Screw every Restaurant Week and for virtually the same price experience some far superior, modern, youthful cooking with heavy New Nordic elements.
Contra is an important restaurant to visit in the city because it both pushes the boundaries of New York restaurants and still manages to remain comfortably inside them. With a menu of 5 courses at $55, Contra subtly and persuasively undermines the ideals of "Restaurant Week" for culinary novices, presenting deeply thoughtful fine dining in a low-key, accessible manner, without sacrificing quality for the sake of mass reception.
For many, the restraint in the dishes will come as a surprise. Even for my first course, a carefully composed plate with thin slices of persimmon, squash, and ham, I found myself taken aback by the lack of salt or fat, almost yearning for something heavier to soak up an incredibly, almost shockingly fresh dish. Yet in the thin, silky sauce at the bottom of the plate, I started to find innovative flavors captured with seeds, oils, and vinegars, even though I did decide to use some of my bread to mop up fuller mouthfuls of the sauce. The dishes then got progressively better, with a second course of swordfish, horseradish, and treviso that was so perfectly and impressively cooked I couldn't recall having a better preparation of that particular fish. The third course of hangar steak with mushrooms and sorel was nonetheless the best of the night, with an herby green sauce that had an unexpected depth for its lightness.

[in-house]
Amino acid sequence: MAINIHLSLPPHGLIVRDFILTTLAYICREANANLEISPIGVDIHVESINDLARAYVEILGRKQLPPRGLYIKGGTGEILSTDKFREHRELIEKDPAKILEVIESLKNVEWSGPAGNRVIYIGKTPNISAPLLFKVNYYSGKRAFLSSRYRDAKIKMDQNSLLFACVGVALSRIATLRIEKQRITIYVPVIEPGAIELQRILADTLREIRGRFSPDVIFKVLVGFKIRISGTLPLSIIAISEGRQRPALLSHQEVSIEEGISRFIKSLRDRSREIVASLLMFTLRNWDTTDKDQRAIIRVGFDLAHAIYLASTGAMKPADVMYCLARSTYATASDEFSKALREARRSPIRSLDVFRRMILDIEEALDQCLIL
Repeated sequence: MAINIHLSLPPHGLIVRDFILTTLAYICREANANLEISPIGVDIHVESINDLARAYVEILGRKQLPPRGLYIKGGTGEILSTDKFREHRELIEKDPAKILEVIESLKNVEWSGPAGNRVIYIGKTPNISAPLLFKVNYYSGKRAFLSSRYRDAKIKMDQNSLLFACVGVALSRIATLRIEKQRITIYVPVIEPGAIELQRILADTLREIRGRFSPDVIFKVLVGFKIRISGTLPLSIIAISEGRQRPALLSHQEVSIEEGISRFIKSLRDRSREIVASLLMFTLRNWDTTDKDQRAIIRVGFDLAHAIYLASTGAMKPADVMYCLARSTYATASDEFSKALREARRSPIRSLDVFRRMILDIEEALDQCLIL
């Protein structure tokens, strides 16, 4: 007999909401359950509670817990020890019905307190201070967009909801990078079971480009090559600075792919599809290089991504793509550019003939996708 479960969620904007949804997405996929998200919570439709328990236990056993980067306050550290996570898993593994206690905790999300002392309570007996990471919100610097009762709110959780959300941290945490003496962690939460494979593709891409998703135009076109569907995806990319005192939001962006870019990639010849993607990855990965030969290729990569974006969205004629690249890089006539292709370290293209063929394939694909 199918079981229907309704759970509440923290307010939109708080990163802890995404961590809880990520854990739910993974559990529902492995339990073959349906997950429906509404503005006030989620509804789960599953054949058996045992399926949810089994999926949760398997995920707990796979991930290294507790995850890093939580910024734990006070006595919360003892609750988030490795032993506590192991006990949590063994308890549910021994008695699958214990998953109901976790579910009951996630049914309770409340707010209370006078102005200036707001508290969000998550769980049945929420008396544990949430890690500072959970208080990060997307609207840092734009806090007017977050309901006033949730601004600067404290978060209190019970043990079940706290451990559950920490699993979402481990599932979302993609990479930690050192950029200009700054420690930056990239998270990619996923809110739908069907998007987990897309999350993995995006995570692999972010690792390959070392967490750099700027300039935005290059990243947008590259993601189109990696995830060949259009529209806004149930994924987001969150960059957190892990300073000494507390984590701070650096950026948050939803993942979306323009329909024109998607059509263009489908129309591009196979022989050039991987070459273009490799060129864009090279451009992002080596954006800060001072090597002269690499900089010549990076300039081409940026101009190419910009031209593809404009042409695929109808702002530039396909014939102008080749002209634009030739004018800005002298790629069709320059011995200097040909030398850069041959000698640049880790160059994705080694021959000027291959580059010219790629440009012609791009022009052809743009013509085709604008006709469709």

The last two courses included a meyer lemon and coffee creation that seemed to be more about experimenting with modern textures than it was about balancing flavors, as the alternating notes of lemon and coffee seemed to compete rather than harmonize with each other, and a final dish simply described as "yogurt, grains, and seeds." I think I actually laughed after my second or third bite, as I uncovered a hidden mound of hazelnut and chocolate spread that made the toasted seeds and grains gently sprinkled over two textures of yogurt just sing with flavor. It was a course that perfectly encapsulated the spirit of subtle innovation that reigns here.
And yet for all of this boundary pushing, Contra is still a restaurant so suited to New York. The small, narrow, muted space tucked away on the Lower East Side would simply be inappropriate in any other city, and its sophistication, seasonality, and air of discovery reflect the truly modern New York dining scene that the chefs seem to be after. Contra is not a restaurant about hospitality or service in the slightest. It is a restaurant about food in New York City, promising and delivering on a contemporary, exciting meal.